Lawmakers decry murder of American diplomat, others
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by James McGinnis
Bucks County Courier-Times 

Lawmakers in Washington and closer to home were struggling Wednesday to make sense of the growing international political unrest resulting from a YouTube video, which portrays the Muslim prophet Muhammad as an incompetent philanderer leading a band of goons.

President Barack Obama has vowed to bring to justice the murderers of U.S. ambassador to Libya J. Christopher Stevens, who was killed during protests against the film “Innocence of Muslims.”

Stevens reportedly died of smoke inhalation after crowds, possibly reacting to the film footage, stormed the consulate in the city of Benghazi. Three other Americans were reported dead on the 11th anniversary of Sept. 11 attacks. Clips from “Innocence of Muslims” were first posted on YouTube more than two months ago.

The violence against American embassies both in Libya and Egypt “serve as a stark reminder of the challenges and uncertainty that lie ahead as this historically volatile region undergoes rapid and dramatic changes,” said Congressman Mike Fitzpatrick, R-8, in a statement released Wednesday.

The murdered ambassador and other “peaceful messengers of American democratic values must be protected from the designs of those seeking to silence the voice of free people around the world,” the congressman added.

U.S. Sen. Bob Casey, D-Pa., described Ambassador Stevens as a “stellar diplomat and extraordinary representative of the United States.”

“This senseless act of violence should not go unpunished and I urge the administration to make every effort to ensure Libyan authorities bring the perpetrators to justice,” Casey added.

Congresswoman Allyson Schwartz, D-13, described Tuesday’s attacks as a “direct affront to America and the values of freedom and democracy that we hold true.”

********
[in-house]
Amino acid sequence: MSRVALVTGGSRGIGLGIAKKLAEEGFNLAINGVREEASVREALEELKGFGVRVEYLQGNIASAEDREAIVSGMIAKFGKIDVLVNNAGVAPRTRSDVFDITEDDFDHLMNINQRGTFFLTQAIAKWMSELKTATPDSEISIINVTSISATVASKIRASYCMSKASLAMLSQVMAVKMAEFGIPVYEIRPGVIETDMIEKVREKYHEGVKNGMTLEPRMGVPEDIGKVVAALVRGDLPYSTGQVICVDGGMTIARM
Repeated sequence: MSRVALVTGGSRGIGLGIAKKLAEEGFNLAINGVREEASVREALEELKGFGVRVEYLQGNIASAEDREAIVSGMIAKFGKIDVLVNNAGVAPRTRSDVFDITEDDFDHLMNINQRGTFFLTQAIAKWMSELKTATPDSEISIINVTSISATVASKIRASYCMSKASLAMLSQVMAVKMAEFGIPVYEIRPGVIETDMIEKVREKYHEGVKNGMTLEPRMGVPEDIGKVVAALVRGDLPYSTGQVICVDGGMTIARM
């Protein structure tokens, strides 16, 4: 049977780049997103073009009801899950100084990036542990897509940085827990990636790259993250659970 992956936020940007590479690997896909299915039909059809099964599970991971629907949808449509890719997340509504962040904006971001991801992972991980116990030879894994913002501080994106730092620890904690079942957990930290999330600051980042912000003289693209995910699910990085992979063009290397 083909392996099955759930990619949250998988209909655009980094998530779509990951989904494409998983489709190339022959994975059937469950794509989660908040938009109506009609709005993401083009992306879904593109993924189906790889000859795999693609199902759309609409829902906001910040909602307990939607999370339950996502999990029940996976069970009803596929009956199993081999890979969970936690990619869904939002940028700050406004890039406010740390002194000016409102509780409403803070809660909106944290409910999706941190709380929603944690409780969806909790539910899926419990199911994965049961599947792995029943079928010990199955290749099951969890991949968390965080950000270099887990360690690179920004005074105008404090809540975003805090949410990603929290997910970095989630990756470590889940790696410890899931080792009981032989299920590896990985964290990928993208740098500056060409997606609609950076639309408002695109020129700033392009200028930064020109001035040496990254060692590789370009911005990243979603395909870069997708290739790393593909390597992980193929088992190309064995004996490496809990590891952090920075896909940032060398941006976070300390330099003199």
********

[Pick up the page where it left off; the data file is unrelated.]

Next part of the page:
U.S. Sen. Frank Lautenberg, D-N.J., expressed disgust with the violence abroad as well as the statements by Republican presidential candidate Mitt Romney.

“At a time when we should be standing together against these senseless acts of violence, Mitt Romney offered an atrocious political response that undermines our unity in the face of threats to Americans around the world.”

The Republican candidate for president has criticized the White House for a statement released by the American embassy in Egypt. In the statement, embassy officials attempted to apologize for the film and any who “hurt the religious feelings of Muslims.”

Romney said it was “disgraceful that the Obama administration first response was not to condemn attacks on our diplomatic missions, but to sympathize with those who waged the attacks.

“Respect for religious beliefs is a cornerstone of American democracy,” the statement continued. “We firmly reject the actions by those who abuse the universal right of free speech to hurt the religious beliefs of others.”

Amara S. Chaudhry, civil rights director for the Pennsylvania Council on American-Islamic Relations, said she was concerned the attacks would be used “for political gain” at the expense of Muslims.

“People keep asking me to respond to this event in my capacity as an ‘American Muslim,’ but, in truth, I’m not responding to this event as either an American, or as a Muslim. I’m simply responding to these events as a human being who is mourning a tragic and unnecessary loss of life,” said Chaudhry, of Collegeville.

“This video itself does not affect my life at all,” said Chaudhry. “But I am concerned when elected officials and people who aspire to be elected officials make anti-Muslim remarks,” she added.

Meanwhile, the writer and director of the two-hour film, Sam Bacile, has reportedly gone into hiding after the release of a 13-minute movie trailer on YouTube sparked protests through the Muslim world.

Muslims find it offensive to depict the prophet Muhammad in any manner and the movie depicts him as a feckless philanderer who approved of child abuse and whose followers are a band of goons.

Bacile, a California real estate developer, said his film cost $5 million to make and was financed with the help of more than 100 Jewish donors. As of Wednesday afternoon, the film trailer had been viewed more than 300,000 times, according to YouTube.

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